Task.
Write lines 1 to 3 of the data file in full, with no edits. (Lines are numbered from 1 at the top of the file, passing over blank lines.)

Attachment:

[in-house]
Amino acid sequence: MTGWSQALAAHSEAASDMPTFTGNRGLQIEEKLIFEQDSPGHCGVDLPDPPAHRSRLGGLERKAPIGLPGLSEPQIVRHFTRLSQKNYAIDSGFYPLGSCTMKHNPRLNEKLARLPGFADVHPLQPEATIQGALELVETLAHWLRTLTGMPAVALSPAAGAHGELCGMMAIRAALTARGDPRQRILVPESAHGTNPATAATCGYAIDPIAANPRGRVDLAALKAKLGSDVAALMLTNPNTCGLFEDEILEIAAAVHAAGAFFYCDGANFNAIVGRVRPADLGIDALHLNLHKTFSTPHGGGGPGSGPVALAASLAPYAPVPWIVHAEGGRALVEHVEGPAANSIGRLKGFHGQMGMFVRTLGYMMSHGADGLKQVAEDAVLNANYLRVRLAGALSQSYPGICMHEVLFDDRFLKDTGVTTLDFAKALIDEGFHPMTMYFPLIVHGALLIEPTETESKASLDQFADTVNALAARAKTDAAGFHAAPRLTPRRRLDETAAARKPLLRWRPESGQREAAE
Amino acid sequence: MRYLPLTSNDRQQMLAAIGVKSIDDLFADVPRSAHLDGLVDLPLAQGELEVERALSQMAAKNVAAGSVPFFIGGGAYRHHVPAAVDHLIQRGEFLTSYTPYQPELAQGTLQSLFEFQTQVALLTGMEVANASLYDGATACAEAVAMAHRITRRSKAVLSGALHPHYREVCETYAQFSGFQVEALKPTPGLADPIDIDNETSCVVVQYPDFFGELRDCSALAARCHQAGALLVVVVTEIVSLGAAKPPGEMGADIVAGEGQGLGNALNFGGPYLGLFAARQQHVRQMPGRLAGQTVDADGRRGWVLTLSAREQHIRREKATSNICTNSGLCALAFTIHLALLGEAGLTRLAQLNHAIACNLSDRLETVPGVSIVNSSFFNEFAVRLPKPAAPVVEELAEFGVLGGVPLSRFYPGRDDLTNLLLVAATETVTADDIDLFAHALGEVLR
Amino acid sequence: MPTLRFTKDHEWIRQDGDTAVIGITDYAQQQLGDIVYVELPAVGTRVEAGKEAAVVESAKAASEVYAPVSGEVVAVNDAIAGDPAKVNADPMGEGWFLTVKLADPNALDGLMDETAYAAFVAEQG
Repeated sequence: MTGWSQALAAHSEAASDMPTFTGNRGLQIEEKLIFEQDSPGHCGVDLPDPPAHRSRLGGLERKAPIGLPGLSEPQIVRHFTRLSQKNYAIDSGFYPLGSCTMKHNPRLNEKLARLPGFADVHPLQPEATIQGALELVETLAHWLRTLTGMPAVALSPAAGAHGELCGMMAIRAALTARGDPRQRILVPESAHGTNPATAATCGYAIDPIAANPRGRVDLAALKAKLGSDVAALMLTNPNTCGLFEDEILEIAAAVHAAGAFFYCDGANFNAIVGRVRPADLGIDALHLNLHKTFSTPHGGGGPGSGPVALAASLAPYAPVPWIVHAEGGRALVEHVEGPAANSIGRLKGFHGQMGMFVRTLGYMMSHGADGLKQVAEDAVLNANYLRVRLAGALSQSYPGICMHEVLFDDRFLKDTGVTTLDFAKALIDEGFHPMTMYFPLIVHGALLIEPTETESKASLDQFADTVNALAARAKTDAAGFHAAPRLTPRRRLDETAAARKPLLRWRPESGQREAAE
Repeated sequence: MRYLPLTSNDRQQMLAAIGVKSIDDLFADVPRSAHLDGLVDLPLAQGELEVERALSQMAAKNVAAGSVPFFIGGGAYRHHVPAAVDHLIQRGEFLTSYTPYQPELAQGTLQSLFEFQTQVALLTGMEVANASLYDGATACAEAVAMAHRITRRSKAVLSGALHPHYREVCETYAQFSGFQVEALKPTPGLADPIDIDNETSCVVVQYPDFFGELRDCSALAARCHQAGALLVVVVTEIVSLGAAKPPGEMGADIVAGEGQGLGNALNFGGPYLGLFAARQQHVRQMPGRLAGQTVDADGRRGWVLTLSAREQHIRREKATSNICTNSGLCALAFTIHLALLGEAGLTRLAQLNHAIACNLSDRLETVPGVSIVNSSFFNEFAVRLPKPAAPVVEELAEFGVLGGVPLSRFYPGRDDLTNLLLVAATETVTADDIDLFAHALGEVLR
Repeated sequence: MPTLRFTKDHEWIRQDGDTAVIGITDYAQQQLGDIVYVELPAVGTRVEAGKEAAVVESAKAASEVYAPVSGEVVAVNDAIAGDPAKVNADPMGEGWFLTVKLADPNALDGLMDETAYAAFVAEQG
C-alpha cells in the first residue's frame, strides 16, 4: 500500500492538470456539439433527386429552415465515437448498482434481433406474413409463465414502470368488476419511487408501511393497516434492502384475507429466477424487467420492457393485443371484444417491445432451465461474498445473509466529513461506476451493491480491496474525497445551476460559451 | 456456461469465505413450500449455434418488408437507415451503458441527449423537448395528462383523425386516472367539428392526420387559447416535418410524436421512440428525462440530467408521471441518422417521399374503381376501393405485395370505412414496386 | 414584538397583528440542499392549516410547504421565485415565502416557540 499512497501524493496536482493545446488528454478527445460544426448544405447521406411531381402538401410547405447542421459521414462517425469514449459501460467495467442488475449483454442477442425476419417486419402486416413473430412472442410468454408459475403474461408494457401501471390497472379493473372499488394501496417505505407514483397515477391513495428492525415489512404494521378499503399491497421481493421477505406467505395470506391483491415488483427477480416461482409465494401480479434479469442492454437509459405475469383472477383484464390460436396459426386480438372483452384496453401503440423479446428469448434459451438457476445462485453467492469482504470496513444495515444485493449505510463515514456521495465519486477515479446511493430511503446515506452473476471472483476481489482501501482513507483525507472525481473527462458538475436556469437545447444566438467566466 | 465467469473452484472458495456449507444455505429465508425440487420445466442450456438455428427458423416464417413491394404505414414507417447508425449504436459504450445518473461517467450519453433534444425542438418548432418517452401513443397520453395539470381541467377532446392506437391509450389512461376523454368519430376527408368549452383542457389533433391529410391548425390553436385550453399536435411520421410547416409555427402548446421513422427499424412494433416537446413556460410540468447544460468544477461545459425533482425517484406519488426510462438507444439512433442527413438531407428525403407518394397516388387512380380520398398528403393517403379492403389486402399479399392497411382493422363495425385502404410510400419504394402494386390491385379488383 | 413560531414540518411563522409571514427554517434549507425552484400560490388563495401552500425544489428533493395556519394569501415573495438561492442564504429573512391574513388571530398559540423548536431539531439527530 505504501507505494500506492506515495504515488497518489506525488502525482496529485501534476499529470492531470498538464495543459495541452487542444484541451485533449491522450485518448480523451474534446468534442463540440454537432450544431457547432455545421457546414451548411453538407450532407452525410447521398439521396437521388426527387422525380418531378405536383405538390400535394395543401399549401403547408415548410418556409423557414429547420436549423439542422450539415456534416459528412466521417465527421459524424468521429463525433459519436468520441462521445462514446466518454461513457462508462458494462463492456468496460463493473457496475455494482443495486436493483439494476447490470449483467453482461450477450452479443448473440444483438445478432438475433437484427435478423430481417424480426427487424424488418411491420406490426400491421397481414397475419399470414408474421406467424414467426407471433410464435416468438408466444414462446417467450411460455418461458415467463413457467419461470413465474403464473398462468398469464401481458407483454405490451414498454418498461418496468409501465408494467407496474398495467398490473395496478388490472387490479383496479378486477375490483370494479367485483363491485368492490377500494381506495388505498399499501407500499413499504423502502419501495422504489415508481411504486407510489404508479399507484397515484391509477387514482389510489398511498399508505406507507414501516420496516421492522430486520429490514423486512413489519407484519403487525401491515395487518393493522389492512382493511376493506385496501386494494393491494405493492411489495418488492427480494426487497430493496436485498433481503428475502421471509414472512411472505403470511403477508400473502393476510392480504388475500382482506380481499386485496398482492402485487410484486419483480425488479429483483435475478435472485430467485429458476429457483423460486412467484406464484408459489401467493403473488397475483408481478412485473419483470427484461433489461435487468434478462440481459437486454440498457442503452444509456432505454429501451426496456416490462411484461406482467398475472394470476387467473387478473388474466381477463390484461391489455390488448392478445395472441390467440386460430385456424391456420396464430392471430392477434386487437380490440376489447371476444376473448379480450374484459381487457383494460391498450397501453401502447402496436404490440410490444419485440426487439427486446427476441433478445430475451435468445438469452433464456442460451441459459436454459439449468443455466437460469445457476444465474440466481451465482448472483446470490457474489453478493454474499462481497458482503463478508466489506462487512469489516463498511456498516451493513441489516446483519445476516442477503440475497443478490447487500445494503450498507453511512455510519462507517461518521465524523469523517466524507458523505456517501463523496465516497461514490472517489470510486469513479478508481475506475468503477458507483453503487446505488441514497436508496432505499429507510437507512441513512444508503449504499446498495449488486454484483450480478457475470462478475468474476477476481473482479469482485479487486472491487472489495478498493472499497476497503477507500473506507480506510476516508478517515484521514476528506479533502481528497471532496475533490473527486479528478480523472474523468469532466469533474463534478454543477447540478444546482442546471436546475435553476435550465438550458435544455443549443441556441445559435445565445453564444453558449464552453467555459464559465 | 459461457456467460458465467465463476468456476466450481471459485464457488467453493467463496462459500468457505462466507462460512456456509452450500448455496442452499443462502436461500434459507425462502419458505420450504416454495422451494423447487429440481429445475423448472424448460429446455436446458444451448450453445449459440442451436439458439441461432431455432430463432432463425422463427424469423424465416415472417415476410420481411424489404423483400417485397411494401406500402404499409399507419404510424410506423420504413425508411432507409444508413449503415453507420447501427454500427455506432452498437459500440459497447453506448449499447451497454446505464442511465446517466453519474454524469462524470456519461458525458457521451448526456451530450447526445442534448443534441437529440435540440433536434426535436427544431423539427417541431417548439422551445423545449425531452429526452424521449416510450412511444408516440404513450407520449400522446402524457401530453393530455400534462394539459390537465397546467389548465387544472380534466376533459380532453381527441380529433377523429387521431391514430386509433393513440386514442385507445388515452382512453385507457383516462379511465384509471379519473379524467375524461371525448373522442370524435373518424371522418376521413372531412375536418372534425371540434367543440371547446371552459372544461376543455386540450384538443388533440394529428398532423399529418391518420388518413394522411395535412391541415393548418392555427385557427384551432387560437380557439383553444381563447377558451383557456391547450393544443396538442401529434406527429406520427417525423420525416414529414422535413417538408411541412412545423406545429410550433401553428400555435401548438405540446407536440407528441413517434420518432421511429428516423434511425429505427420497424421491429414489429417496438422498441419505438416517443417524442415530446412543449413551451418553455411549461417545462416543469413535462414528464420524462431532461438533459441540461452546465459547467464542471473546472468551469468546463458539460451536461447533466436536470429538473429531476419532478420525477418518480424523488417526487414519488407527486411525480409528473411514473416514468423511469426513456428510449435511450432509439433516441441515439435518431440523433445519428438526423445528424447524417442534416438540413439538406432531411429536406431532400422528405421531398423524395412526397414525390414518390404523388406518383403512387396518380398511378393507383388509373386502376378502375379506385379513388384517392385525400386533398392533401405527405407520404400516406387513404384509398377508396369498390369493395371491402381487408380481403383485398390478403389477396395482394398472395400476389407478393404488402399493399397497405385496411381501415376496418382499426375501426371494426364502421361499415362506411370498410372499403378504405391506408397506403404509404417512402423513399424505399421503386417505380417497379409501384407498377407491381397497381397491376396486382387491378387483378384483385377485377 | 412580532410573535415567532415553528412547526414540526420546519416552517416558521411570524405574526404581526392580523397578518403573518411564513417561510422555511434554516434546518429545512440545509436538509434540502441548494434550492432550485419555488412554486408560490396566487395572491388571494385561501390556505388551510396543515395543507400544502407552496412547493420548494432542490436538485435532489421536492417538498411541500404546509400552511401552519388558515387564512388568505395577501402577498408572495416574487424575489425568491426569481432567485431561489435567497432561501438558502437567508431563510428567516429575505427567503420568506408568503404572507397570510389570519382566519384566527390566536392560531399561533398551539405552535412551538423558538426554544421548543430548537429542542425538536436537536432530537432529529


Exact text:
[in-house]
Amino acid sequence: MTGWSQALAAHSEAASDMPTFTGNRGLQIEEKLIFEQDSPGHCGVDLPDPPAHRSRLGGLERKAPIGLPGLSEPQIVRHFTRLSQKNYAIDSGFYPLGSCTMKHNPRLNEKLARLPGFADVHPLQPEATIQGALELVETLAHWLRTLTGMPAVALSPAAGAHGELCGMMAIRAALTARGDPRQRILVPESAHGTNPATAATCGYAIDPIAANPRGRVDLAALKAKLGSDVAALMLTNPNTCGLFEDEILEIAAAVHAAGAFFYCDGANFNAIVGRVRPADLGIDALHLNLHKTFSTPHGGGGPGSGPVALAASLAPYAPVPWIVHAEGGRALVEHVEGPAANSIGRLKGFHGQMGMFVRTLGYMMSHGADGLKQVAEDAVLNANYLRVRLAGALSQSYPGICMHEVLFDDRFLKDTGVTTLDFAKALIDEGFHPMTMYFPLIVHGALLIEPTETESKASLDQFADTVNALAARAKTDAAGFHAAPRLTPRRRLDETAAARKPLLRWRPESGQREAAE
Amino acid sequence: MRYLPLTSNDRQQMLAAIGVKSIDDLFADVPRSAHLDGLVDLPLAQGELEVERALSQMAAKNVAAGSVPFFIGGGAYRHHVPAAVDHLIQRGEFLTSYTPYQPELAQGTLQSLFEFQTQVALLTGMEVANASLYDGATACAEAVAMAHRITRRSKAVLSGALHPHYREVCETYAQFSGFQVEALKPTPGLADPIDIDNETSCVVVQYPDFFGELRDCSALAARCHQAGALLVVVVTEIVSLGAAKPPGEMGADIVAGEGQGLGNALNFGGPYLGLFAARQQHVRQMPGRLAGQTVDADGRRGWVLTLSAREQHIRREKATSNICTNSGLCALAFTIHLALLGEAGLTRLAQLNHAIACNLSDRLETVPGVSIVNSSFFNEFAVRLPKPAAPVVEELAEFGVLGGVPLSRFYPGRDDLTNLLLVAATETVTADDIDLFAHALGEVLR